Aug. 21 (UPI) — Relatives of the 13 people Joseph DeAngelo pleaded guilty to murdering faced him in a California court Thursday, telling the so-called “Golden State Killer” how his crimes affected their lives for decades.
The relatives delivered impact statements during the hearing at the Sacramento County Superior Court. A judge will hand down DeAngelo’s sentence on Friday.
DeAngelo, 74, pleaded guilty in June to 13 counts of first-degree murder and more than 25 other counts including kidnapping, weapons and burglary charges in multiple California counties.
The pleas were part of a deal that allowed him to avoid the death penalty if he admitted to other uncharged crimes. The statute of limitations had expired for dozens of sexual assaults he’s accused of so he couldn’t be prosecuted for them.
DeAngelo has been linked to at least 45 rapes and hundreds of burglaries over 30 years in Sacramento, the Central Valley and Southern California. He’s also known as the “East Area Rapist,” “Original Night Stalker,” “Visalia Ransacker” and “Diamond Knot Killer.”
DeAngelo shot and killed journalism professor Claude Snelling in front of his daughter Elizabeth Snelling, who spoke in court Thursday, in front of their home in Visalia Calif., on Sept. 11, 1975.
Elizabeth Snelling, who was 16 at the time, said her father twice caught DeAngelo looking into her bedroom window and tried to chase him down but was unable to catch him. On Sept. 11, DeAngelo broke into her room wearing a ski mask, pointed a gun at her head and told her “he was taking me with him and if I made any noise he would kill me.”
Her father rushed out of the house to confront DeAngelo, who shot him two times before kicking her in the head and face and running off. Snelling’s father died from the gunshot injuries at the age of 45 and Snelling said her family stayed in the same house with “added security” while she slept in her mother’s room for the next year.
“Knowing that my dad’s murderer was never caught … left us all feeling very vulnerable,” Snelling said. “Since I was the only living witness … there was a chance he could come after me. The police gave us extra security adn patrolled our neighborhood … but I still lived in fear.”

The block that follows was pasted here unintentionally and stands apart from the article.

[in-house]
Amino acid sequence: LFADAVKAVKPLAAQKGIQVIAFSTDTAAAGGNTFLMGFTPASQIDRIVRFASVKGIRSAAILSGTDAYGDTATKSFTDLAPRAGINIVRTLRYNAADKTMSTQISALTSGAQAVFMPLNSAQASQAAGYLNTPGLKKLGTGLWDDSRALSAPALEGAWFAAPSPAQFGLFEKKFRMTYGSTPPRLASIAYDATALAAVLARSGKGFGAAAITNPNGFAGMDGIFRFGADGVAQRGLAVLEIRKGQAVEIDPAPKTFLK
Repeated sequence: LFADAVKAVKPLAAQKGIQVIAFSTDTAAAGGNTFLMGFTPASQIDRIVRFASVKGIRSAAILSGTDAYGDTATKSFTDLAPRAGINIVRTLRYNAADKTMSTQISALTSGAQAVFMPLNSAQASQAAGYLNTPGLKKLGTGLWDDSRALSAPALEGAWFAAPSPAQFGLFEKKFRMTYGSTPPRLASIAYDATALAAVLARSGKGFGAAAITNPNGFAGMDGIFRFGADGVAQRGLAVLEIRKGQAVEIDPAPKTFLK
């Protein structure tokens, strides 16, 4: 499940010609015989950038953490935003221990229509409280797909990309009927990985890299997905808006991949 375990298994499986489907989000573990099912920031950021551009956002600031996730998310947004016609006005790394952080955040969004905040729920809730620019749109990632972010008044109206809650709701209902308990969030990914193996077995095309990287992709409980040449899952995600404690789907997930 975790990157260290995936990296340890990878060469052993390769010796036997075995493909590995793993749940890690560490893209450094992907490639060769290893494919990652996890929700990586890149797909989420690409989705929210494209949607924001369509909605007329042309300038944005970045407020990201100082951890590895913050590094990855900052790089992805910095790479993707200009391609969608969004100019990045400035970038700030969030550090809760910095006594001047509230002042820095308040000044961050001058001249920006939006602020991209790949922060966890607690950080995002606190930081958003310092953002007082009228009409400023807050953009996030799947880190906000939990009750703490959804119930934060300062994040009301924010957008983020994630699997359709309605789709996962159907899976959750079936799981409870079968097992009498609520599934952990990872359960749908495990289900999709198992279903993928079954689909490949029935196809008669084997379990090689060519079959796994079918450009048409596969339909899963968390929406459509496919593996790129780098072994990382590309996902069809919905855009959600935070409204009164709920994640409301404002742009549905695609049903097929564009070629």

Jennifer Carole, whose parents, Charlene Smith and Lyman Smith, were killed by DeAngelo in 1980, said that she was a suspect in the case for two days and “lived with the shame for decades.”
“Joe sitting here with his blank face, to ignore what he’s done to not validate his victims … is not justice,” Carole said. “Joe spending the rest of his life in prison is not justice … justice is not possible in this case.”
Debbi McMullen, whose mother Cheri Domingo and her boyfriend Gregory Sanchez were killed by DeAngelo in 1981, said she sank into an undiagnosed depression for years after her mother’s death.
“Mom would have helped,” she said Thursday. “She would have supported me and guided me toward solutions. She would have prodded me into admitting that I needed help.”
Michelle Cruz testified that she lost her identity after her sister Janelle Cruz was bound, raped and bludgeoned to death by DeAngelo in 1986.
Cruz said that she “cried and cried for hours” after learning DeAngelo had been arrested.
“I could stop looking over my shoulder with fears of him sneaking up on me,” Cruz said. “No more thinking he would try and find and kill me, too. I did not have to stop moving house to house — all things that haunted my mind for 32 years.
DNA evidence collected from genealogy databases uploaded by family members was used to arrest DeAngelo in 2018. Prosecutors from six counties consolidated cases with at least 25 counts against him.
Cheryl Temple, Ventura County’s chief assistant district attorney, told the Ventura County Star that the victim statements are “designed to enlighten all parties and the public to the swath of damage that violent predators leave in their wake.”
“They can be cathartic for victims to write and deliver, and they truly shift the focus from the defendant to the societal impact of crime,” Temple said.
DeAngelo’s rape victims also faced him in court on Tuesday and Wednesday.
Mary Berwert, who was 13 years old when she was raped in her home in 1979, said DeAngelo ruined her childhood and his prosecution lifted a weight from her shoulders.
“He stole my innocence, my security, threatened my life, threatened the lives of my family,” she said.
“Thirteen-year-old Mary needed justice. If only back then someone could have said to me with confidence that one day he’d be caught. I can’t help but think what a difference that would’ve made for my future.”
The “Golden State Killer” case was the subject of I’ll Be Gone in the Dark, an investigative book written by the late Michelle McNamara and a podcast of the same name featuring interviews with McNamara, her husband Patton Oswalt and others who worked on the book.
Oswalt, an actor and comedian, helped to get McNamara’s book published after her death in 2016.